A bit wonky, but we can clean that up on the lathe.

Ferrule fitted and tidied up - 

Looks much better.

And that is about it really, I used some two part epoxy glue to hold the chuck and the ferrule in place, although I've kept things quite tight so I could have not used the glue but I figured it wouldn't hurt.

I drilled through the ferrule on both tools holders so that I can use a split pin to stop any twisting as these make handy screw driver bit holders as well as turning tool holders.

Here's one and some of the adapted Allen key turning tools - 


I've found these little tool holders to be quite versatile, handy as a screw driver as well as a turning bit holder and all from stuff I had lying bout, I have used this tool recently to turn some captive rings which you can read about here - captive ring tool (opens in new window) the plan now is to make a few more bits for turning, small scrapers and such like.

These could easily be made without a lathe and if you're like me you're bound to have enough bits lying about to make something similar, so why not give and old chuck a new lease on life?

Thanks for reading.

Friday, 19 August 2016

Homemade moth trap...

We like to spend a lot of time in and around all things nature, be it the local woods (we have a few) the beach and anywhere in between and one of the things we like to look at are moths, the problem however is that most moths (not all) fly at night so we usually try to attract some using a sheet and a light, this doesn't always have a lot of success, so we built an upgrade.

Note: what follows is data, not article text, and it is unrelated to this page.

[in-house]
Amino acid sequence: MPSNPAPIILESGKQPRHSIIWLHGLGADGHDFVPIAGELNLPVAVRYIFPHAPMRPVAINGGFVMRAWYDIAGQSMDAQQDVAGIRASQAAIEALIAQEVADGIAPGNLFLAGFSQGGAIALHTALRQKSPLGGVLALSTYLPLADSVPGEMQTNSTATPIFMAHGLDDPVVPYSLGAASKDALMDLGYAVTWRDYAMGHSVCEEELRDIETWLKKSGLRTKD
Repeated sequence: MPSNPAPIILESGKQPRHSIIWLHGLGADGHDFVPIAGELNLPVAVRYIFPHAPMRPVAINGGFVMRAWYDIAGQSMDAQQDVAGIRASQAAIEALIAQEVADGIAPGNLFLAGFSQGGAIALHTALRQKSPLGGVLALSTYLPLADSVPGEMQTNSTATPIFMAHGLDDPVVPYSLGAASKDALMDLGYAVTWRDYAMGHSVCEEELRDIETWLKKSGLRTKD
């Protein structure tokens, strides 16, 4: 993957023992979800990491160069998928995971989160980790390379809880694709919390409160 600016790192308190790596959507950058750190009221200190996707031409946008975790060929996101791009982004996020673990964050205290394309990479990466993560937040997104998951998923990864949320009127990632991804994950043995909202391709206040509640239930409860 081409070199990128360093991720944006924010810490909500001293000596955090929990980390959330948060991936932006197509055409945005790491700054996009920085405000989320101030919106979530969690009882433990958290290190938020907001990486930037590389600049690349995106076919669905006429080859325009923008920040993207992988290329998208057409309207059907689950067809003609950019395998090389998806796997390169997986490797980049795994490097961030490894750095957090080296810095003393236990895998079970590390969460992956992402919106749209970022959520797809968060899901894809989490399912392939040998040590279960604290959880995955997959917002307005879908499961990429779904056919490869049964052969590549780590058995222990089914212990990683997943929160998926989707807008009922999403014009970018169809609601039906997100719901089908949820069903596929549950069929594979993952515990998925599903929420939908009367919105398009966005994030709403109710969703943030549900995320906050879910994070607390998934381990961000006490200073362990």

Here's the old sheet and light bulb (it's not the best, but it does work) -

Doesn't get anymore basic.
What we've done is to build what is known as a 'Skinner moth trap' you can buy these and various other types of trap, but we managed to knock one up using things we had lying about, so our cost nothing, not a single penny (to build anyway) it's basic so can be built easily no matter what diy skills you may or may not have.

Here's the finished trap set up and waiting for it to get dark - 

Basic indeed, why the egg boxes? read on.

It's basically a wooden box, in our case made from what was left of our daughters old wardrobe, we've recently (after three years of looking) bought her an old antique one, this seemed as good a way as any of recycling the old one.

The glass was from an old fish tank which I broke, most traps of this type use perspex, but we were building it as cheaply as possible, and the glass is toughened which is handy.

The bulb holder and wire I had lying about in the shed and the bulb is just an energy saving one, you can however buy lighting kits (that use mercury vapour bulbs) online specifically designed for fitting to your own moth traps, these can be pricey though, but may yield better results.

Sides roughly marked up - 

The diagonal lines are where the glass will go.

All you need to do is make a box with four sides and a base, we had to make this to a set size because of the glass, so we went with a box just wide enough to fit the glass in, if you use perspex you can always cut it to size.

The glass just sits at a 45 degree angle (roughly) so all that you need to add to the box is a couple of wooden blocks to stop the glass falling into it and to create a gap at the bottom, so it's basically a funnel, the idea being the moths will see the light and then fall into to the trap.